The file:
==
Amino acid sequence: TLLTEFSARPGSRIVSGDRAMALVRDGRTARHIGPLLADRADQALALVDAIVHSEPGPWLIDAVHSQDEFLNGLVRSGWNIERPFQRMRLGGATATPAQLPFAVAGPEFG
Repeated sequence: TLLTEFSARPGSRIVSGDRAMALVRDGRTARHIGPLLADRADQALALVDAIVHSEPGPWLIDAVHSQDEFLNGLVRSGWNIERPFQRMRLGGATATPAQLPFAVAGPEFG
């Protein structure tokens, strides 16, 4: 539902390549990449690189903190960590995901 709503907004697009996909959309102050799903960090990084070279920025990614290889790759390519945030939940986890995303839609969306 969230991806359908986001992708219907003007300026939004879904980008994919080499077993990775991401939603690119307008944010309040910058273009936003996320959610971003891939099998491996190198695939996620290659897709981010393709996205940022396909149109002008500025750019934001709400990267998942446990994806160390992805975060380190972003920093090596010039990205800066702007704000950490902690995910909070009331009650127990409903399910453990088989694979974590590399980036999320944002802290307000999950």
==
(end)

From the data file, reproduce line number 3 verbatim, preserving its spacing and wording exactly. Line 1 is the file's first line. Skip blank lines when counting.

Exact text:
């Protein structure tokens, strides 16, 4: 539902390549990449690189903190960590995901 709503907004697009996909959309102050799903960090990084070279920025990614290889790759390519945030939940986890995303839609969306 969230991806359908986001992708219907003007300026939004879904980008994919080499077993990775991401939603690119307008944010309040910058273009936003996320959610971003891939099998491996190198695939996620290659897709981010393709996205940022396909149109002008500025750019934001709400990267998942446990994806160390992805975060380190972003920093090596010039990205800066702007704000950490902690995910909070009331009650127990409903399910453990088989694979974590590399980036999320944002802290307000999950």